I dreamed this up when I wanted to combine ham and kabocha (Japanese pumpkin) to make something hot, hearty, and slightly self-indulgent to help get me through a particularly cold and dreary day. The croquettes are crispy on the outside, soft and moist on the inside, and brightened up with yuzu ponzu (find it at your local Asian market—the flavor is amazing, so don’t cheat yourself). I recommend putting some sliced Napa cabbage on the side, dressed with an aioli of Japanese mayonnaise, yuzu paste, and rice wine vinegar.
Note: If you don’t have access to kabocha, a squash like acorn squash will work just fine.
¼ cup milk
¼ cup flour
Panko, for dredging
1 lb kabocha (you’ll probably have to buy a larger kabocha, use what you need, and put the rest away for another dish)
¾ lb ham, cut into 1” chunks
¼ cup grated parmesan cheese
2 eggs, lightly beaten
2 tsp salt
2 tsp pepper
1 tsp sage
¼ tsp nutmeg
¼ tsp ginger powder
½ TBSP garlic powder
Vegetable oil, for frying
Scallions, finely chopped, for garnish
Yuzu ponzo, for serving
Mix together the milk and flour in one dredging bowl, and in a second dredging bowl, pour in panko and moisten it very slightly with a few drops of water. Set aside.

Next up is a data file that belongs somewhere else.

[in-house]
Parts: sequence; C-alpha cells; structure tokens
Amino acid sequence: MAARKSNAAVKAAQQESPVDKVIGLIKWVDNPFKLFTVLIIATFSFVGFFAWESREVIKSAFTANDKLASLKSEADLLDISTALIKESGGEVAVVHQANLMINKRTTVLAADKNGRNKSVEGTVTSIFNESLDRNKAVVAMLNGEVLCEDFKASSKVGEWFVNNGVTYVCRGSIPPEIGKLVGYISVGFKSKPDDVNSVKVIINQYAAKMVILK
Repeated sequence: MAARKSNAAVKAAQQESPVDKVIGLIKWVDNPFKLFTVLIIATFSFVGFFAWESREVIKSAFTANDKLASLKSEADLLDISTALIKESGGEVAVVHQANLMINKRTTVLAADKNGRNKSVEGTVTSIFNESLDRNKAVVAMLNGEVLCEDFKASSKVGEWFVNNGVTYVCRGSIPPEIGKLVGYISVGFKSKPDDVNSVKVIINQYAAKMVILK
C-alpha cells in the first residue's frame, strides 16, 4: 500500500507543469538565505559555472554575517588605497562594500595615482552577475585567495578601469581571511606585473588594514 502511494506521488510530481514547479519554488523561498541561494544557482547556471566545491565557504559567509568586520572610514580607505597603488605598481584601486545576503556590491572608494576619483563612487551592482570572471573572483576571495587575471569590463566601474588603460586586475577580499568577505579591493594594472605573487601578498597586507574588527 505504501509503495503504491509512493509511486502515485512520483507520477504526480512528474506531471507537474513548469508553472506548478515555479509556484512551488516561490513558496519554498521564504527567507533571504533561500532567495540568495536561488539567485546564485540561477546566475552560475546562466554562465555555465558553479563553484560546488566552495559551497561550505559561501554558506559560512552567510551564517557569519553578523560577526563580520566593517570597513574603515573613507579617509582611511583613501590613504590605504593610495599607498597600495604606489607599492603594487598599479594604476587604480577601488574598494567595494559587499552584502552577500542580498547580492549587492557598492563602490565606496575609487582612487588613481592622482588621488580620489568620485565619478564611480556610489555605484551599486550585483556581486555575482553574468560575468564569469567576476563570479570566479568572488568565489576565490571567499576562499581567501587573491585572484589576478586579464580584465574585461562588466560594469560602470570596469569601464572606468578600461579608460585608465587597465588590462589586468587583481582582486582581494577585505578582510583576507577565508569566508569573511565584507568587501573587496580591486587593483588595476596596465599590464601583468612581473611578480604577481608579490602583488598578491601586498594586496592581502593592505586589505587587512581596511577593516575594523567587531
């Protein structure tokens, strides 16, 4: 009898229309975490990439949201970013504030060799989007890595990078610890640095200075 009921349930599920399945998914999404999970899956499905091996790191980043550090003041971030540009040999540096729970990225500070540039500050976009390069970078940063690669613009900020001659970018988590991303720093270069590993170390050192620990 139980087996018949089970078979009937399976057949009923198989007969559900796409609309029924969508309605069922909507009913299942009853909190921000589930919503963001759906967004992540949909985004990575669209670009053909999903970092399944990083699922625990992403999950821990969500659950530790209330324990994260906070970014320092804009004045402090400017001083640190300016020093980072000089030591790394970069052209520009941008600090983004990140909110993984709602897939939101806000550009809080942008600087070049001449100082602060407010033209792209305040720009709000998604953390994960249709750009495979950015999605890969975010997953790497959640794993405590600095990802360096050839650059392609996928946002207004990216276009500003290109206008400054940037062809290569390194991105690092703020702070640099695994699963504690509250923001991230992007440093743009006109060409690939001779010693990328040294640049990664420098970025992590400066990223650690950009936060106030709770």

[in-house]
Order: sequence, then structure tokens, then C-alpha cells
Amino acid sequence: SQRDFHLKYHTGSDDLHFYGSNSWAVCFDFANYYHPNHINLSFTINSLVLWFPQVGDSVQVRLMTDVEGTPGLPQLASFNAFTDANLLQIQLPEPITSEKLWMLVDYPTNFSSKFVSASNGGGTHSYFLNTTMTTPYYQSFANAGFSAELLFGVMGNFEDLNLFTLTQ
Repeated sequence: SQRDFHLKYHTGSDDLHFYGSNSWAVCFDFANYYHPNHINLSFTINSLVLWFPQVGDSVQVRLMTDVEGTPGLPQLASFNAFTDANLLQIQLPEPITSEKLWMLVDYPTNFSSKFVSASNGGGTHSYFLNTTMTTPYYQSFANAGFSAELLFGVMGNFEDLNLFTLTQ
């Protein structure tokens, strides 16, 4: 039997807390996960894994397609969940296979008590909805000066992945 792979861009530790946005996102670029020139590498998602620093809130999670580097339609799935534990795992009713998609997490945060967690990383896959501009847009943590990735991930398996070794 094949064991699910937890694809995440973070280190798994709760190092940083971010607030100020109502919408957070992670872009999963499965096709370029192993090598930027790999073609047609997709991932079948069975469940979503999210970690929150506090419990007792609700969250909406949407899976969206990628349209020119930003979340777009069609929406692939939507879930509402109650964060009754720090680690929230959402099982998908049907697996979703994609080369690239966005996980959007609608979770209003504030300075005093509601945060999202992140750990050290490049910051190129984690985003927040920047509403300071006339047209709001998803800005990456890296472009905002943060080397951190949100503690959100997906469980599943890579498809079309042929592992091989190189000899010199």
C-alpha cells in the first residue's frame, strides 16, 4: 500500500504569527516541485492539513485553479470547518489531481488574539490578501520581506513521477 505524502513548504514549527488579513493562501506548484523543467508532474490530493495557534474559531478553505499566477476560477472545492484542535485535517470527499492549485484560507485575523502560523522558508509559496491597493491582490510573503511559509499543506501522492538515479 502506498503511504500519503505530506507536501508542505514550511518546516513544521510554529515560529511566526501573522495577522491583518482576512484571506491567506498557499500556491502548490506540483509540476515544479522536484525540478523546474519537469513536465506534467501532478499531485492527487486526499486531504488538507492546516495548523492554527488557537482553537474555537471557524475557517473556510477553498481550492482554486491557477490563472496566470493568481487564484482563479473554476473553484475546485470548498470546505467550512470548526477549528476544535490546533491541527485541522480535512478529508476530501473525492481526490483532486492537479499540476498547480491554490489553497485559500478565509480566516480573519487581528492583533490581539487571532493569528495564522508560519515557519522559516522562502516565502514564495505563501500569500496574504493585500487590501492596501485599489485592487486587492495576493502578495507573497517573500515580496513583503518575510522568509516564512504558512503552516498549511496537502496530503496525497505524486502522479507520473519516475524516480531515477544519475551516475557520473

Poke holes in the kabocha with a knife tip and put into the microwave for 3-4 minutes on high to allow it to soften. Cut the kabocha in half and scrape out the seeds, then cut into long crescent slices and use a sharp knife to cut off the skin. Cut the crescents into 2-3 inch cubes and place in a microwave safe container with a damp paper towel covering it; microwave on high for another 2 minutes, or until a fork easily passes through the flesh. Put the kabocha into a food processor and pulse a few times, until it is roughly shredded, but not puréed.
In a large bowl, mix together the kabocha, ham, parmesan, eggs, and seasonings. Measure out half-cup portions onto a cutting board, toss from hand to hand to so as to press the air out and form a solid ball, and then form them into patties. Dip each patty into the milk mixture, then into the panko, coating well.
Pour vegetable oil into a frying pan to a depth of ½ inch. Heat to medium high heat—you’ll know the oil is ready when tiny bubbles come off of the tip of a plain chopstick when dipped. Gently a few patties at a time to the oil—don’t overcrowd! You may need to work in batches. Cook for 1 minute on each side, or until golden brown, then remove to drain on a wire rack. Then, fry each patty again for 30 seconds to get it extra crispy; drain again on the rack.
Serve immediately, garnished with finely chopped scallions and sprinkled with ponzu.